Wednesday, 18 March 2009

phone silence

I was wondering aloud in the office about someone who had sent me several emails at the beginning of the week and then suggested we meet up for a drink one night after work. I replied saying yes and...

well nothing.

Not a peep.

No thing.

Was it something I said? I reread the email to see if I had unwittingly mentioned a membership for the National Front, but my reply seemed okay to me.

'Oh don't worry, he's probably just gone away on business,' said one. Yep, to a country where there is no internet access.

'Or he's busy.' How busy can he be - is he running UNESCO in his spare time?

'You don't go to the trouble of asking someone out and then just go quiet (Oh yes - in my world that's exactly what you do). Give him a chance.'

'It'll be fine.'

'Yes, it's fine.'

'Yeah, you'll hear from him.'

and then in unison: 'Well, unless he's read your book.'

If he has - he's the only ruddy one!

Friday, 13 March 2009


Everybody's wading  into Julie Moanerson which can only bode well for her book sales.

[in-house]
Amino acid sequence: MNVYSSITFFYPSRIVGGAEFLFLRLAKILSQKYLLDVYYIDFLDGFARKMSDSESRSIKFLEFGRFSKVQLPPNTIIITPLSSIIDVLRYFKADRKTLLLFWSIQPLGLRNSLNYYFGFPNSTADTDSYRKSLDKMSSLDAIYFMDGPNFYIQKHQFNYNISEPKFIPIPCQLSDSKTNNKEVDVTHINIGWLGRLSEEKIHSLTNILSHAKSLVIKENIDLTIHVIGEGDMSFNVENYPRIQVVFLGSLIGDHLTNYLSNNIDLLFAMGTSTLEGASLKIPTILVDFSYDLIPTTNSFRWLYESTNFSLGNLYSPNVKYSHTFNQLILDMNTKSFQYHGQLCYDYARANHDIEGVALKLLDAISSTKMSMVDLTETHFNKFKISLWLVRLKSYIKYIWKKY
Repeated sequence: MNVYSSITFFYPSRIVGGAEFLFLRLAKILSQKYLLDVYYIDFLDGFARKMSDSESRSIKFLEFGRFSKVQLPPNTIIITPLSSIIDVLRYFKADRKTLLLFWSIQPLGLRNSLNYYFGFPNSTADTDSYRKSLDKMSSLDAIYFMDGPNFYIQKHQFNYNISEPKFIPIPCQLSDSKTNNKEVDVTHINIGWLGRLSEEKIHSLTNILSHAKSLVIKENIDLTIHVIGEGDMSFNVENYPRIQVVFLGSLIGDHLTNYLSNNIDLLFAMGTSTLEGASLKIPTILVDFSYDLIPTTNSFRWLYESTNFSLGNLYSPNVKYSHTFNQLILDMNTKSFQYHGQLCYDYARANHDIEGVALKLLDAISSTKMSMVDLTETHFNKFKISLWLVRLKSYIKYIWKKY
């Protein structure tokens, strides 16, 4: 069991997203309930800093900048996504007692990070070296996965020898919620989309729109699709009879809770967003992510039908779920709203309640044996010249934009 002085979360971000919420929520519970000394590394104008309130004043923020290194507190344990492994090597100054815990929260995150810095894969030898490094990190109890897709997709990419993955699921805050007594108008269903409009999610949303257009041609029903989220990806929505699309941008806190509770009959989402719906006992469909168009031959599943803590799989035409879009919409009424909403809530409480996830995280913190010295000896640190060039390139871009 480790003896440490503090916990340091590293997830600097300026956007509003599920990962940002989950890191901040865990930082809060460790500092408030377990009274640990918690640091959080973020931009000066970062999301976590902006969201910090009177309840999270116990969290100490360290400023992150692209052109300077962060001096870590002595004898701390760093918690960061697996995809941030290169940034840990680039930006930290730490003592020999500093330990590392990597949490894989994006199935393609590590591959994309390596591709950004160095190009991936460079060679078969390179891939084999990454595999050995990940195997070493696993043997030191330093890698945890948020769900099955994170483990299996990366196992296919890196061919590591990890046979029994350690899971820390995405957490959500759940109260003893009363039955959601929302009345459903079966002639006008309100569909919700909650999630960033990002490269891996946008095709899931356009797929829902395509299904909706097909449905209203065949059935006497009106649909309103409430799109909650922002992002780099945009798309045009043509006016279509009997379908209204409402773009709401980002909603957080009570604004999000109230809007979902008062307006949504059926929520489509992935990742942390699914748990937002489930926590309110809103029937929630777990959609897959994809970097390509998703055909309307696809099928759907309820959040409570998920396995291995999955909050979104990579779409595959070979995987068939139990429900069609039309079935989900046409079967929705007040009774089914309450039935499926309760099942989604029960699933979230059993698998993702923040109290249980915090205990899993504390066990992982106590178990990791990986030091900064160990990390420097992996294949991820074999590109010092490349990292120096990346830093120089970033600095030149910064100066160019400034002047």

Someone at the Standard rang me up and asked me if I wanted to don my wellies and jump into the shallows and  recount the terrible goings on of my own feral kids for a modest fee and a little plug for my book.

I used to read her Guardian weekend column the way some people enjoy porn – relishing the all-too familiar aspects of dysfunctional family life with a sense of horrified relief and schadenfreude, while guiltily acknowledging that other people were being exploited for my viewing pleasure.

But I still wouldn't want to enter into a kicking competition with her - frankly, I don't have a welly to stand on.  I have to sheepishly admit that I too have pimped out my family in print – but those days are long gone. At dinner the other night my youngest daughter fixed me with her gimlet, black-lined eyes and announced that people who write about their kids without telling them are disgusting.  I had a horrible suspicion she was talking about my Weekend Guardian Article which, gulp, I hadn’t actually mentioned .

'Don’t worry, you didn't say anything remotely Meyerson about the kids though,' my ex admitted, grudgingly - it was after all about the futility of trying to date as a single parent who lives with children - I don't think he feels it should be an option.  Idid try very hard not say anything that would be too humiliating for anyone concerned.  Unfortunately, I didn't reckon on the sub's idea of a supposed ironic headline.